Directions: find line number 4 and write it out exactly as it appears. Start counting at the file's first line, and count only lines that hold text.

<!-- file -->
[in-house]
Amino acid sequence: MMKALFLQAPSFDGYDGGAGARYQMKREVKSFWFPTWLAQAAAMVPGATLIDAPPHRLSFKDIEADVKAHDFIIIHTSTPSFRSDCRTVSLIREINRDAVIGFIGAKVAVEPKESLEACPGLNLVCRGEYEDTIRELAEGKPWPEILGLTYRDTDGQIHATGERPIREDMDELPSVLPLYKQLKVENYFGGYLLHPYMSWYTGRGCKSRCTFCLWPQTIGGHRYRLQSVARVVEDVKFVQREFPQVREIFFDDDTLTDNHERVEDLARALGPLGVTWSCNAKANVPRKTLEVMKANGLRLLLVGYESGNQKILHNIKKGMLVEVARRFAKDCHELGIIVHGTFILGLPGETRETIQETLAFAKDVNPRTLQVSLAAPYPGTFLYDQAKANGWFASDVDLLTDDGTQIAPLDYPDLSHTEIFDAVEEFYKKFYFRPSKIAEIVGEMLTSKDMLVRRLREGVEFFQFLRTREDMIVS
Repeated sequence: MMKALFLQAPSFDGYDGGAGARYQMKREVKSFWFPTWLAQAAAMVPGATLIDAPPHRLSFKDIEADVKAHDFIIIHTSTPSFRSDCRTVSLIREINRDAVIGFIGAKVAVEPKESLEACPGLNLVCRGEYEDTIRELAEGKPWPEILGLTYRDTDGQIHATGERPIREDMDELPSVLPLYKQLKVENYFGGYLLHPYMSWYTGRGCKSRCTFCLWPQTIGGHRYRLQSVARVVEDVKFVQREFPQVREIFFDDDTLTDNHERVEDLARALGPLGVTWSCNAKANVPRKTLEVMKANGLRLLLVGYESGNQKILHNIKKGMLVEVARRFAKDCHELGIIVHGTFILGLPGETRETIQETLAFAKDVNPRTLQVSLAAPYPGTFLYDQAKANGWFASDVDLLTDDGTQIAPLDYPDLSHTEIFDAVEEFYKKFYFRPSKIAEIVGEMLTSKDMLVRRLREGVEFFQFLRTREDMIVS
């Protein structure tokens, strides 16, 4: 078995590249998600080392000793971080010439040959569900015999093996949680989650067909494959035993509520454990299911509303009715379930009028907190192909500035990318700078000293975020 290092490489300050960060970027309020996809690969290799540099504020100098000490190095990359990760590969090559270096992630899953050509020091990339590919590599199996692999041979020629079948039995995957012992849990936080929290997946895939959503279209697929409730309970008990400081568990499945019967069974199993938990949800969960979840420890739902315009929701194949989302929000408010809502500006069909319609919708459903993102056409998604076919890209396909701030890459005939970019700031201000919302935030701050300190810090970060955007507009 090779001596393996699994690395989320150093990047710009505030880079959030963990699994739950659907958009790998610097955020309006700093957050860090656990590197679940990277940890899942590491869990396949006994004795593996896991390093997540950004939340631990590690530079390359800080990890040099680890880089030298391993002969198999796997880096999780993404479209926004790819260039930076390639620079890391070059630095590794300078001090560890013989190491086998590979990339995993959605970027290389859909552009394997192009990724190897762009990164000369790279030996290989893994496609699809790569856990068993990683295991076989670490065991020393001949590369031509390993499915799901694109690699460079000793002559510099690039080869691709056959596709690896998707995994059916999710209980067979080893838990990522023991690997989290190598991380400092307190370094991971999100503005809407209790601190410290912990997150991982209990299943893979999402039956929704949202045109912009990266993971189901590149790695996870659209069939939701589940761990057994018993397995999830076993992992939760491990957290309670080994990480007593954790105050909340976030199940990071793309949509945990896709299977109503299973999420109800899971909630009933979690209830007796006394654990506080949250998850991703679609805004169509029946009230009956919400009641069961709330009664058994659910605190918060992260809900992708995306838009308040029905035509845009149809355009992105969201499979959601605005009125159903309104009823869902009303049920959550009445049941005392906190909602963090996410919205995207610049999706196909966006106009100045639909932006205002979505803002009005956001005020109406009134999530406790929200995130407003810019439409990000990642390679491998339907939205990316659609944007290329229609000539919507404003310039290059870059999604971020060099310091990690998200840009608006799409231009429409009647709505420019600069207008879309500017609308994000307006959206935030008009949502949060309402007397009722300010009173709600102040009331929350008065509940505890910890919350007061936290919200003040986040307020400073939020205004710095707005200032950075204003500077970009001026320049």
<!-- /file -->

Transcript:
């Protein structure tokens, strides 16, 4: 078995590249998600080392000793971080010439040959569900015999093996949680989650067909494959035993509520454990299911509303009715379930009028907190192909500035990318700078000293975020 290092490489300050960060970027309020996809690969290799540099504020100098000490190095990359990760590969090559270096992630899953050509020091990339590919590599199996692999041979020629079948039995995957012992849990936080929290997946895939959503279209697929409730309970008990400081568990499945019967069974199993938990949800969960979840420890739902315009929701194949989302929000408010809502500006069909319609919708459903993102056409998604076919890209396909701030890459005939970019700031201000919302935030701050300190810090970060955007507009 090779001596393996699994690395989320150093990047710009505030880079959030963990699994739950659907958009790998610097955020309006700093957050860090656990590197679940990277940890899942590491869990396949006994004795593996896991390093997540950004939340631990590690530079390359800080990890040099680890880089030298391993002969198999796997880096999780993404479209926004790819260039930076390639620079890391070059630095590794300078001090560890013989190491086998590979990339995993959605970027290389859909552009394997192009990724190897762009990164000369790279030996290989893994496609699809790569856990068993990683295991076989670490065991020393001949590369031509390993499915799901694109690699460079000793002559510099690039080869691709056959596709690896998707995994059916999710209980067979080893838990990522023991690997989290190598991380400092307190370094991971999100503005809407209790601190410290912990997150991982209990299943893979999402039956929704949202045109912009990266993971189901590149790695996870659209069939939701589940761990057994018993397995999830076993992992939760491990957290309670080994990480007593954790105050909340976030199940990071793309949509945990896709299977109503299973999420109800899971909630009933979690209830007796006394654990506080949250998850991703679609805004169509029946009230009956919400009641069961709330009664058994659910605190918060992260809900992708995306838009308040029905035509845009149809355009992105969201499979959601605005009125159903309104009823869902009303049920959550009445049941005392906190909602963090996410919205995207610049999706196909966006106009100045639909932006205002979505803002009005956001005020109406009134999530406790929200995130407003810019439409990000990642390679491998339907939205990316659609944007290329229609000539919507404003310039290059870059999604971020060099310091990690998200840009608006799409231009429409009647709505420019600069207008879309500017609308994000307006959206935030008009949502949060309402007397009722300010009173709600102040009331929350008065509940505890910890919350007061936290919200003040986040307020400073939020205004710095707005200032950075204003500077970009001026320049």